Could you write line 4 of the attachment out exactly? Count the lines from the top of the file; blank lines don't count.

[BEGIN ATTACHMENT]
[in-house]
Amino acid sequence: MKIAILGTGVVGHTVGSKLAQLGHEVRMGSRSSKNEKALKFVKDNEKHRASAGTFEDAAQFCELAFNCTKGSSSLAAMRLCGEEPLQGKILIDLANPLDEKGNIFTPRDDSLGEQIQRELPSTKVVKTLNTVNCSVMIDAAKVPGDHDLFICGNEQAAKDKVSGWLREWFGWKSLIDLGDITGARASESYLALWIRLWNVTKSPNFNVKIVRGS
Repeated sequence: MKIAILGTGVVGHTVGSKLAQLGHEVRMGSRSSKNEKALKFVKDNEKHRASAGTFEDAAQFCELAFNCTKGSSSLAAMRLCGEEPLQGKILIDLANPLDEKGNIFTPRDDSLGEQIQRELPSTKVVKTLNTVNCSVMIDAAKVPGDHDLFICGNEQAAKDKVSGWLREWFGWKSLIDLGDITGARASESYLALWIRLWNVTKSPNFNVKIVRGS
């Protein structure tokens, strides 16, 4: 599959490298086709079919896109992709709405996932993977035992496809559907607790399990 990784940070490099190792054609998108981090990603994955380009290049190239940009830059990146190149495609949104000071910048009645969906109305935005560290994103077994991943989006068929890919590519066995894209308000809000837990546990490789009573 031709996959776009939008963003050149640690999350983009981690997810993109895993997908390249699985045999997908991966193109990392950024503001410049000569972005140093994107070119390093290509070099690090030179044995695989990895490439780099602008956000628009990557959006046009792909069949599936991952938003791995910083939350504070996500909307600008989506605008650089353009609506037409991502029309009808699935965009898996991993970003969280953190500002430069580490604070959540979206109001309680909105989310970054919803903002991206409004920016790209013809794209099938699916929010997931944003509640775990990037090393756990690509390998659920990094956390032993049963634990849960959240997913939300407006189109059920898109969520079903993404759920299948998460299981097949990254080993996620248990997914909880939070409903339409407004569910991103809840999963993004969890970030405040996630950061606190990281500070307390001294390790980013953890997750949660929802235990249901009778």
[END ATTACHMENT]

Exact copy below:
């Protein structure tokens, strides 16, 4: 599959490298086709079919896109992709709405996932993977035992496809559907607790399990 990784940070490099190792054609998108981090990603994955380009290049190239940009830059990146190149495609949104000071910048009645969906109305935005560290994103077994991943989006068929890919590519066995894209308000809000837990546990490789009573 031709996959776009939008963003050149640690999350983009981690997810993109895993997908390249699985045999997908991966193109990392950024503001410049000569972005140093994107070119390093290509070099690090030179044995695989990895490439780099602008956000628009990557959006046009792909069949599936991952938003791995910083939350504070996500909307600008989506605008650089353009609506037409991502029309009808699935965009898996991993970003969280953190500002430069580490604070959540979206109001309680909105989310970054919803903002991206409004920016790209013809794209099938699916929010997931944003509640775990990037090393756990690509390998659920990094956390032993049963634990849960959240997913939300407006189109059920898109969520079903993404759920299948998460299981097949990254080993996620248990997914909880939070409903339409407004569910991103809840999963993004969890970030405040996630950061606190990281500070307390001294390790980013953890997750949660929802235990249901009778």